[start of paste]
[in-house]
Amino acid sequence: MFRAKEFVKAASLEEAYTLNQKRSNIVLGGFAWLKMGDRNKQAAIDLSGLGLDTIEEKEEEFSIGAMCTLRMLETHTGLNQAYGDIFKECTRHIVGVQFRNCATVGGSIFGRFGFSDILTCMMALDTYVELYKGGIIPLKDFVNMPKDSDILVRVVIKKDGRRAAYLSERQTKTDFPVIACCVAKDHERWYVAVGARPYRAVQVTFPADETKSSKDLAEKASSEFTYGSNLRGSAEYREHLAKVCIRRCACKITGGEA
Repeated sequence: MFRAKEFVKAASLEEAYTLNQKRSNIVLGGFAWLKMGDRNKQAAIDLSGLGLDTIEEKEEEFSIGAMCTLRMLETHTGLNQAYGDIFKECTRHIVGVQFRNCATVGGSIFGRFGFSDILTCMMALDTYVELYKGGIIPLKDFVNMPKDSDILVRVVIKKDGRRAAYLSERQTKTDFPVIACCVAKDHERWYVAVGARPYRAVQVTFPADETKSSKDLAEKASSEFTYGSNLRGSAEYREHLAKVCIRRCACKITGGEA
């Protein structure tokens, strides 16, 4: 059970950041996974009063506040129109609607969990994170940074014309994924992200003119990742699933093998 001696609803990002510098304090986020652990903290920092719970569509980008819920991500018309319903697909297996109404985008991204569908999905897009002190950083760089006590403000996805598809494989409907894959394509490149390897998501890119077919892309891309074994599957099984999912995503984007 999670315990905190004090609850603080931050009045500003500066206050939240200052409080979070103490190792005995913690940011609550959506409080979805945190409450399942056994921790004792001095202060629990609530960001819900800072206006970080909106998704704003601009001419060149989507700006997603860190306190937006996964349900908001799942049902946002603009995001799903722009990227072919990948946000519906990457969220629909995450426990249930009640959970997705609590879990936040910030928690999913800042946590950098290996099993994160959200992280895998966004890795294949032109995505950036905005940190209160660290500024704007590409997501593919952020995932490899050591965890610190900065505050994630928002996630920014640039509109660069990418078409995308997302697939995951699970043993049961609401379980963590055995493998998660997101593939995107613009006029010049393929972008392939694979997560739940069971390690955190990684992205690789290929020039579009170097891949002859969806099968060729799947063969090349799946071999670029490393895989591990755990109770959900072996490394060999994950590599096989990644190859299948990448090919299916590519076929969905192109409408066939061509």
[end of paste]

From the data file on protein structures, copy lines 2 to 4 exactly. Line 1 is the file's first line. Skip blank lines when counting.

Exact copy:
Amino acid sequence: MFRAKEFVKAASLEEAYTLNQKRSNIVLGGFAWLKMGDRNKQAAIDLSGLGLDTIEEKEEEFSIGAMCTLRMLETHTGLNQAYGDIFKECTRHIVGVQFRNCATVGGSIFGRFGFSDILTCMMALDTYVELYKGGIIPLKDFVNMPKDSDILVRVVIKKDGRRAAYLSERQTKTDFPVIACCVAKDHERWYVAVGARPYRAVQVTFPADETKSSKDLAEKASSEFTYGSNLRGSAEYREHLAKVCIRRCACKITGGEA
Repeated sequence: MFRAKEFVKAASLEEAYTLNQKRSNIVLGGFAWLKMGDRNKQAAIDLSGLGLDTIEEKEEEFSIGAMCTLRMLETHTGLNQAYGDIFKECTRHIVGVQFRNCATVGGSIFGRFGFSDILTCMMALDTYVELYKGGIIPLKDFVNMPKDSDILVRVVIKKDGRRAAYLSERQTKTDFPVIACCVAKDHERWYVAVGARPYRAVQVTFPADETKSSKDLAEKASSEFTYGSNLRGSAEYREHLAKVCIRRCACKITGGEA
């Protein structure tokens, strides 16, 4: 059970950041996974009063506040129109609607969990994170940074014309994924992200003119990742699933093998 001696609803990002510098304090986020652990903290920092719970569509980008819920991500018309319903697909297996109404985008991204569908999905897009002190950083760089006590403000996805598809494989409907894959394509490149390897998501890119077919892309891309074994599957099984999912995503984007 999670315990905190004090609850603080931050009045500003500066206050939240200052409080979070103490190792005995913690940011609550959506409080979805945190409450399942056994921790004792001095202060629990609530960001819900800072206006970080909106998704704003601009001419060149989507700006997603860190306190937006996964349900908001799942049902946002603009995001799903722009990227072919990948946000519906990457969220629909995450426990249930009640959970997705609590879990936040910030928690999913800042946590950098290996099993994160959200992280895998966004890795294949032109995505950036905005940190209160660290500024704007590409997501593919952020995932490899050591965890610190900065505050994630928002996630920014640039509109660069990418078409995308997302697939995951699970043993049961609401379980963590055995493998998660997101593939995107613009006029010049393929972008392939694979997560739940069971390690955190990684992205690789290929020039579009170097891949002859969806099968060729799947063969090349799946071999670029490393895989591990755990109770959900072996490394060999994950590599096989990644190859299948990448090919299916590519076929969905192109409408066939061509």